Norwegian Airlines’s expansion plans in Spain are now focusing on Madrid’s Barajas airport, where the low-cost airline wants to offer flights to Latin America. “Spain is a great market, everyone wants to come here,” said company founder and CEO Bjørn Kjos in Oslo.
The announcement represents the latest move in Norwegian’s ongoing tussle with Iberia. In recent months, each company has sought to chip away at the other’s market.
The IAG group, which includes British Airways, Iberia, Vueling and Aer Lingus, announced a month ago that it was creating a new brand, Level, to cover flights to the Americas from Barcelona’s El Prat airport, beginning in June.
The real competitors are the US airlines
Bjørn Kjos, CEO Norwegian
Before that, in September of last year, Norwegian had revealed that it would fly to Los Angeles and San Francisco from the Catalan capital. Level went beyond that, and started selling tickets to Buenos Aires and to the popular holiday destination of Punta Cana in the Dominican Republic as well.
Then, this past Tuesday, Norwegian said it had asked for permits to fly to the capital of Argentina from several European cities, including Barcelona.
Not content with that, CEO Kjos is now planning to settle down in Iberia’s home turf of Madrid.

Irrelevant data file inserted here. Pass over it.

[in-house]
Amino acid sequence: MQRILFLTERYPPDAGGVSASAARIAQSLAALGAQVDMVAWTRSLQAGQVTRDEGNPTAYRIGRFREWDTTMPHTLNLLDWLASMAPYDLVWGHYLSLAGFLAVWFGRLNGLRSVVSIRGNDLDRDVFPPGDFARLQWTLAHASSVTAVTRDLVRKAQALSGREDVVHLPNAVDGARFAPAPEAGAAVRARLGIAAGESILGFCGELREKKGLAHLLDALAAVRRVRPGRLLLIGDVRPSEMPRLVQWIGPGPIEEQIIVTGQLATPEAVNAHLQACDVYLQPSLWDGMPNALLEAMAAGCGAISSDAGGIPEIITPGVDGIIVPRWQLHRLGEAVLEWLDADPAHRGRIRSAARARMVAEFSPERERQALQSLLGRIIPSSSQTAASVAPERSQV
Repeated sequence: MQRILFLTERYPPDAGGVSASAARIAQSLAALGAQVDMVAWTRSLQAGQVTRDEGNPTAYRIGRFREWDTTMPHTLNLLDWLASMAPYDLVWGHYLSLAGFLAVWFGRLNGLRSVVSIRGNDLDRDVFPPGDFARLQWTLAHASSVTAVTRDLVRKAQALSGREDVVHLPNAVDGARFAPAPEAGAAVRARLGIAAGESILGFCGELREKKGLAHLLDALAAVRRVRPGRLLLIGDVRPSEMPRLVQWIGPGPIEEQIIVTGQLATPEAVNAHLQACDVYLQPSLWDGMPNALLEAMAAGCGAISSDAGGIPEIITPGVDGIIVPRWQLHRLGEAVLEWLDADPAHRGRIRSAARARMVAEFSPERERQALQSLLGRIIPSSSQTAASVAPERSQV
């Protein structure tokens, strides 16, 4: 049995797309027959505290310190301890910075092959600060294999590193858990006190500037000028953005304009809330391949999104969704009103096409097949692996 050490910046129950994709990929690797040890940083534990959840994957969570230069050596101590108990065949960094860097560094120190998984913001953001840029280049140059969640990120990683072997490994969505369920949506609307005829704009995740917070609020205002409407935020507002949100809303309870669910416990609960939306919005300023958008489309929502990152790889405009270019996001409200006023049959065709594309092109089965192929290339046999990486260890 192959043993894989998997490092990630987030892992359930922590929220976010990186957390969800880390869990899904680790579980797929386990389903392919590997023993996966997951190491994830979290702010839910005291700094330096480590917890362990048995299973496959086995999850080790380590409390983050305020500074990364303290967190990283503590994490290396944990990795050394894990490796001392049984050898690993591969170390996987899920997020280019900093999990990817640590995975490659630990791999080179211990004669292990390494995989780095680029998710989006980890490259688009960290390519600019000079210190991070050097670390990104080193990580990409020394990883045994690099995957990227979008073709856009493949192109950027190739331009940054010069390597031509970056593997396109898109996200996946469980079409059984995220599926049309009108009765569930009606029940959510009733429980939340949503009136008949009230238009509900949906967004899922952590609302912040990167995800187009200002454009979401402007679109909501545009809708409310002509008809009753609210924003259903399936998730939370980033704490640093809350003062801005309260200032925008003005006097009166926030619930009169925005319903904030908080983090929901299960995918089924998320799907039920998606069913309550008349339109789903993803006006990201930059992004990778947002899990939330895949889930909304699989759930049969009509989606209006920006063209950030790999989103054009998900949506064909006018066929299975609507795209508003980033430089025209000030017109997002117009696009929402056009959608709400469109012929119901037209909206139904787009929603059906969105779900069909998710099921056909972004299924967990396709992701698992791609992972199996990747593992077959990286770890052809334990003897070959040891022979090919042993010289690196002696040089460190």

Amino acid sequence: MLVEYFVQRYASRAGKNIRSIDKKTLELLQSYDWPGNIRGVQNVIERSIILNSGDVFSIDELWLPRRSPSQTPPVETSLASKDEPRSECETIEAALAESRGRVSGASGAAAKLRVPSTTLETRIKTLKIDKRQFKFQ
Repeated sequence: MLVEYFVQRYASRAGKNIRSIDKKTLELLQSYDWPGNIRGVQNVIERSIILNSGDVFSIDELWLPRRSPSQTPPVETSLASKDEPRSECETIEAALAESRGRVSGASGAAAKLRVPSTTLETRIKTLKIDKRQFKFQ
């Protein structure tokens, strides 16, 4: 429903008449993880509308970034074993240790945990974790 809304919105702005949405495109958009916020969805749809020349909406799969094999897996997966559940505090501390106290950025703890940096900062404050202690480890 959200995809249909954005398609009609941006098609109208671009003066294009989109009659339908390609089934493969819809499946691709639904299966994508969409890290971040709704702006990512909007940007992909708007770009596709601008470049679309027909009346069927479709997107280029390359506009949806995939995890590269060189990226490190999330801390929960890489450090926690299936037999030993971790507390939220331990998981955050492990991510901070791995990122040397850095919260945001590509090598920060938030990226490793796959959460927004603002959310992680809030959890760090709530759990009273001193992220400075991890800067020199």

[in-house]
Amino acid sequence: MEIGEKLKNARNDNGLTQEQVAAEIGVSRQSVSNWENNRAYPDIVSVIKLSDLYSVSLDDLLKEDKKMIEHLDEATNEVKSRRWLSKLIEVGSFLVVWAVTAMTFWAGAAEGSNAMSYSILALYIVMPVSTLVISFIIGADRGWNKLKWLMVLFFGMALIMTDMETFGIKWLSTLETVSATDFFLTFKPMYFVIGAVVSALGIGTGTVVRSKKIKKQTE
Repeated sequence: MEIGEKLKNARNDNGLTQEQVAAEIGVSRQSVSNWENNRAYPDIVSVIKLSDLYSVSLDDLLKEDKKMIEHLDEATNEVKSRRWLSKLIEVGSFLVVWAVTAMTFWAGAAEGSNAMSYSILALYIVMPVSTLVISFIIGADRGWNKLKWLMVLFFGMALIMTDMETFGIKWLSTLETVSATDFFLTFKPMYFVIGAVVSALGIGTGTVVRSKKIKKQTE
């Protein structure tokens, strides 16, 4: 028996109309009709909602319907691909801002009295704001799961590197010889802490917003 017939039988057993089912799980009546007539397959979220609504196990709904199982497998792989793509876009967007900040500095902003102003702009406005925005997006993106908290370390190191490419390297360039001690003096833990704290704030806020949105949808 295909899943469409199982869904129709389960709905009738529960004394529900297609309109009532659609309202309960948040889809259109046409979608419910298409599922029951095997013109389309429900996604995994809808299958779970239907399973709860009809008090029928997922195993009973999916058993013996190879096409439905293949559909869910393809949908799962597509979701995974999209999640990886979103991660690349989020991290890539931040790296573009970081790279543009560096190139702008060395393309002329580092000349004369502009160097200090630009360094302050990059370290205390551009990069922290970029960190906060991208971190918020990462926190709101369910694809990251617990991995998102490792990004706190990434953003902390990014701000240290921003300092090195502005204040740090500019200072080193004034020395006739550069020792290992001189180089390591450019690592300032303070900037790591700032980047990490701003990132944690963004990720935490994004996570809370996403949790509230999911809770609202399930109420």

The air travel industry was initially skeptical about Norwegian’s expansion plans. Many experts questioned the company’s economic viability. But Kjos explained that average seat occupancy rates are around 90%, and that over half of all bookings from the United States to Barcelona are made by American citizens.
“The real competitors are the US airlines,” said the head of Norwegian.
Kjos also complained about the protectionism practiced by several countries with regard to airline policies. “Countries should stop protecting their flagship carriers,” he said, adding: “These restrictions have kept Norwegian out of interesting destinations in Asia.”
“We will use all the licenses that others don’t want to use,” he noted, alluding to the possibility that Iberia might discard some of its permits to fly to Japan.
English version by Susana Urra.